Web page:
Posted by TenantNet on December 15, 2000 at 15:57:17:
In Reply to: Renewal Rights are the Problem posted by Lurker-Owner on December 15, 2000 at 15:10:20:
They can indeed be a problem under stabilization, but can occur equally under non-regulated units -- because a claim of tenancy rights due to "inadverdent" acceptance of rent is not limited to stabilization. You are right that it sometimes manifests itself in stabilized units, but it's not an "ill" created by stabilization. Although public policy is that "tenants" have a right to renew under stabilization, contractual rights are always present.
The "problem" is created by the inadverdant creation of a landlord-tenant relationship -- a contract issue. Yes, you can undo the impact in non-regulated units simply because there is no automatic right to renew, as you indicate. But there are a number of instances where it can occur outside of stabilization, i.e., squatting, adverse possession and retaliatory claims.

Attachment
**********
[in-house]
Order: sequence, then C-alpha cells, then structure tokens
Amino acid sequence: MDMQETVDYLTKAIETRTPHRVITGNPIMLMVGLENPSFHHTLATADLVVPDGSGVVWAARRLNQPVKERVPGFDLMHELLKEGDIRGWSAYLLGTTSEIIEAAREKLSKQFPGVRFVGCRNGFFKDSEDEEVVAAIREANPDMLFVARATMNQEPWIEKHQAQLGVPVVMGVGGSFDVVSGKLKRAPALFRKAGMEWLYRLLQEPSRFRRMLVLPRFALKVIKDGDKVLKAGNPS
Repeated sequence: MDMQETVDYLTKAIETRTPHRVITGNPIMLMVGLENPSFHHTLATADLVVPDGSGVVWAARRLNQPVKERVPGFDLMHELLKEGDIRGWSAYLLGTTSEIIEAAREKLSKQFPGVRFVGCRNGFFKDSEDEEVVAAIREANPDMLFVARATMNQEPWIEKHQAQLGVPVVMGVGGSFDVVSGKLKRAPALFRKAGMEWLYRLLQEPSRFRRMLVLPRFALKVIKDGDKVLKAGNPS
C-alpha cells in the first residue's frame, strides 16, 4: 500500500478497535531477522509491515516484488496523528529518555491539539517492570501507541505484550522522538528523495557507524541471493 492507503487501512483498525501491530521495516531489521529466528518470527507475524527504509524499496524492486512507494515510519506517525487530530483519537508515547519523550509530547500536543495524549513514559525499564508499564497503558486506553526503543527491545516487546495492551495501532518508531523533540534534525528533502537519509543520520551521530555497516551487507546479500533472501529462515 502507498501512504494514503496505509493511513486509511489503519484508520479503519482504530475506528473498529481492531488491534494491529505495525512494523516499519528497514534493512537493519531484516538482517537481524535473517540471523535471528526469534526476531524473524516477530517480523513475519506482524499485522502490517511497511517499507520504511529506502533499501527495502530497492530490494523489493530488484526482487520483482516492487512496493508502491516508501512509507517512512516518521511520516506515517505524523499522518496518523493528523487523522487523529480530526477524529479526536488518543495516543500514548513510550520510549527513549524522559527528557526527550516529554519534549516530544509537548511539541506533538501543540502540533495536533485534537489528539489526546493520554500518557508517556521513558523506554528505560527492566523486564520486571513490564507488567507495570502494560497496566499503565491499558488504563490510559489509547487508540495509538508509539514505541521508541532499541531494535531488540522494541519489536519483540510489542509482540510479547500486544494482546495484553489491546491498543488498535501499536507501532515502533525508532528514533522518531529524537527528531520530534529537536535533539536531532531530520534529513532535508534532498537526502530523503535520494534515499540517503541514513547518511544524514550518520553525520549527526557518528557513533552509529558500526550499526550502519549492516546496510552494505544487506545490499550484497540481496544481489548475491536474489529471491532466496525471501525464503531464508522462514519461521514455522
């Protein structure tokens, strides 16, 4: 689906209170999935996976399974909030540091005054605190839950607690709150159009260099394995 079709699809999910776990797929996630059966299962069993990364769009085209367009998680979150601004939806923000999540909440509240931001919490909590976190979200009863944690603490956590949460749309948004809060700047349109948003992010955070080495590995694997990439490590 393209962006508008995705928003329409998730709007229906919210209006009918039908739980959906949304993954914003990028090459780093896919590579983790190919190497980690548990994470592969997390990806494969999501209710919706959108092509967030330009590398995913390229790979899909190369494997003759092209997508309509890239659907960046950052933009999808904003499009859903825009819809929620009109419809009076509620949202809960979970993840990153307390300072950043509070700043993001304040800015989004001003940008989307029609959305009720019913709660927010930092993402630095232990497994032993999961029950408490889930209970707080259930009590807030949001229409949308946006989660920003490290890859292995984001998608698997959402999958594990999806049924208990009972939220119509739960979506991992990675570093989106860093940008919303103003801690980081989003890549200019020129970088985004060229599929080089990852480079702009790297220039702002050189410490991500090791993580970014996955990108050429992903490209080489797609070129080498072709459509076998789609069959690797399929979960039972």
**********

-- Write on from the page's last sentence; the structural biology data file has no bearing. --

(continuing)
Our point is that it is a gray area, always dependent on specific facts. But it is not a reason to trash regulation.
: Actually, renewal rights under stabilization _are_ the problem with taking roommate checks. In a free market apartment, I'm not really concerned about creating a landlord-tenant relationship with the roommate. At the end of the lease, I can set the rent without regard to the RGB order or terminate the relationship (which when I do is usually because of objectionable conduct that doesn't rise to the high NYC level of nuisance).
: If the apartment is stabilized, however, after creating a l-t relationship with the roommate, the roommate can renew even if the original tenant vacates. I'm stuck with the roommate even though he didn't go through the regular screening process. This would also seem to apply in a Paikoff coop in the second department.
: In short, Ken is more right than he was given credit for.
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